Friday, June 8, 2012

Neonicotinoids Kill Bees in Ontario


     
     Ontario beekeepers and representatives of the Canadian Honey Council met with Canadian government officials on June 4th to discuss the latest significant bee die-off.  A few commercial beekeepers explained how the devasting spring die-off coincided with the nearby planting of neonicotinoid coated corn seed.  The same scenario has been reported countless times in Europe and the United States.  The main problem appears to be the neonicotinoid pesticide being released during the planting, becoming airborn and travelling more than a mile.  Some reports claim the pesticide can travel much further in dry, windy conditions.  The physical effect on bees is rather violent convulsions leading to paralysis.  As a result the neonicotinoid pesticides have been banned or restricted in a number of European countries including most recently France and Poland.  A number of the Ontario beekeepers effected by this latest poisoning are financially devastated with little or no recourse.  The beekeepers are asking for a moratorium on neonicotinoid use and further impartial testing of the effects of these insecticides.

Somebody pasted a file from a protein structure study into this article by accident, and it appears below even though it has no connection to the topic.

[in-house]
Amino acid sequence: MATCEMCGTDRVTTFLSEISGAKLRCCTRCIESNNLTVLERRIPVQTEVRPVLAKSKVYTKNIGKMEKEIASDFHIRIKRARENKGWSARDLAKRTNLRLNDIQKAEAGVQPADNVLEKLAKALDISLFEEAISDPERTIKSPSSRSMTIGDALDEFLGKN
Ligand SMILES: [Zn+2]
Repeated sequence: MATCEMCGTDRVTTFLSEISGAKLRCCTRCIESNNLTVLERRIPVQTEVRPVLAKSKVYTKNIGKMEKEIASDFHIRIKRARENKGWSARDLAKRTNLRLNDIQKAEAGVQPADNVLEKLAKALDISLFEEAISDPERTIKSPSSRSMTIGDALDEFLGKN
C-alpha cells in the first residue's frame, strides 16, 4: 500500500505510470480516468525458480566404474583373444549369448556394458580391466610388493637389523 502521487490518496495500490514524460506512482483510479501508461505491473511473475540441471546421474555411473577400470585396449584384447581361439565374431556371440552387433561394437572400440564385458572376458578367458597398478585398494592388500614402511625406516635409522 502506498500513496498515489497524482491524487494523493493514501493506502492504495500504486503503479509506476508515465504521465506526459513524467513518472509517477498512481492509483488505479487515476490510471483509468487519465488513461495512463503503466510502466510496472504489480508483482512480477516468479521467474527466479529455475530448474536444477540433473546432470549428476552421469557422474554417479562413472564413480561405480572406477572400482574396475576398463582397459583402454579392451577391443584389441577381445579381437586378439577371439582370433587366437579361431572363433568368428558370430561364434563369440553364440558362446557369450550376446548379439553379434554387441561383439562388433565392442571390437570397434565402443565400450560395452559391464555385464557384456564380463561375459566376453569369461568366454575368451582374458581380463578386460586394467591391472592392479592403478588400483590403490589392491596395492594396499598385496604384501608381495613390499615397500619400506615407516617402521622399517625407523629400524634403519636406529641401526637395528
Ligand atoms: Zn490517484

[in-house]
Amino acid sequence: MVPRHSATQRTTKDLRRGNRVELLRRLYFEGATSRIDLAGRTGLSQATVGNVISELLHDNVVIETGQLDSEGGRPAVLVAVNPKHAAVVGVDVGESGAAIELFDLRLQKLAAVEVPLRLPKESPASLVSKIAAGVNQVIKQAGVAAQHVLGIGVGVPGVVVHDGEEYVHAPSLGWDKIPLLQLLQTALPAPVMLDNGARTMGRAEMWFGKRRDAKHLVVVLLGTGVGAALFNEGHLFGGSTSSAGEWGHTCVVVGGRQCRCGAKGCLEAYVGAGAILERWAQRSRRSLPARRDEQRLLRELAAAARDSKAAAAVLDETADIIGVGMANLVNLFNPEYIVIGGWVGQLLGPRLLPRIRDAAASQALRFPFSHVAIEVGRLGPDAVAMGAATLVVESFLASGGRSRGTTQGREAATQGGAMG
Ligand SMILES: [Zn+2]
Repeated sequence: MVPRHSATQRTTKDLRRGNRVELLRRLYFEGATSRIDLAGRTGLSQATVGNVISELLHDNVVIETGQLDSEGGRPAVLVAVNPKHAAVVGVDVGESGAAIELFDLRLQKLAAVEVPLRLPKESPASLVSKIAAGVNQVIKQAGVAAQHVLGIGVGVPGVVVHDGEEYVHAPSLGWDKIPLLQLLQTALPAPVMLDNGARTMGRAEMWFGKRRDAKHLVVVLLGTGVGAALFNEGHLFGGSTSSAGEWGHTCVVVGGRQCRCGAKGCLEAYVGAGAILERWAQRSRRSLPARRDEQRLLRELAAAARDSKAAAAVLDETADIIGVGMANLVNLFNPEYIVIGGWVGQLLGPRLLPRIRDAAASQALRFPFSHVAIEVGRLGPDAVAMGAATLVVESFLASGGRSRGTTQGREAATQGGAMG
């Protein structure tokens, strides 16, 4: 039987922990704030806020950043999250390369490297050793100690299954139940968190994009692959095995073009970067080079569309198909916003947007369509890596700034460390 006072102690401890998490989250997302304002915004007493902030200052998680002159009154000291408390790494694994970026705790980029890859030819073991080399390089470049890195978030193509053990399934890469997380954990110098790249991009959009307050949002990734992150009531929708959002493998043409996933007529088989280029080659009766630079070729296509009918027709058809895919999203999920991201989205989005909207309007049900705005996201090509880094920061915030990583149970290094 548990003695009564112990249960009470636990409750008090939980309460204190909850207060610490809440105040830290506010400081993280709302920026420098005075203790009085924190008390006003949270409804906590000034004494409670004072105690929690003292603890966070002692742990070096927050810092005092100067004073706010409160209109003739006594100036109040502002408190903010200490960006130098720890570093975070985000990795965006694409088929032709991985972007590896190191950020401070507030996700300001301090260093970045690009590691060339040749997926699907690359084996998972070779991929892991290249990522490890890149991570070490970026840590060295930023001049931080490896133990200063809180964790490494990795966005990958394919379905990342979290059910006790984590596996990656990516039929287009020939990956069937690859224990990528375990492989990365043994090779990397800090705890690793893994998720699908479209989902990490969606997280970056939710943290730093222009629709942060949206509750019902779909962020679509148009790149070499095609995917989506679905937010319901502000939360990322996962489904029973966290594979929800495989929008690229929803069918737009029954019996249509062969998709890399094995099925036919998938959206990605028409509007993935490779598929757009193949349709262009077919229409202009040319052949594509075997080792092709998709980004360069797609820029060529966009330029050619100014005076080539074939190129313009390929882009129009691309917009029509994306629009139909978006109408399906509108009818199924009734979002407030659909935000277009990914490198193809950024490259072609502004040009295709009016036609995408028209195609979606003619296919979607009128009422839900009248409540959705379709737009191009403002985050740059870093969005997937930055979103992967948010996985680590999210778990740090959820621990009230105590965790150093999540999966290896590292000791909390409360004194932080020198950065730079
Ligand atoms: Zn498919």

Below is the link to the audio version of this meeting between the Ontario beekeepers and the government officials.  Although a bit boring to begin with once the beekeepers begin speaking the reality of the suffering caused by the use of neonicotinoid pesticides becomes all too clear.


     I hear over and over again from beekeeping experts who claim there is no validity to the negative results from the neonicotinoid testing.  They find fault in every single test done.  My question to them is where were they when the initial testing for the approval of the neonicotinoids was done.  The insufficient short term testing carried out by the companies (Bayer, Monsanto..) that stood to make millions from the sales of the product were at best flawed.  Neonicotinoid pesticides are produced from tobacco plants.  The denial of the negative effects of these pesticides sounds very much like the denial of the tobacco industry of the negative effects of smoking.



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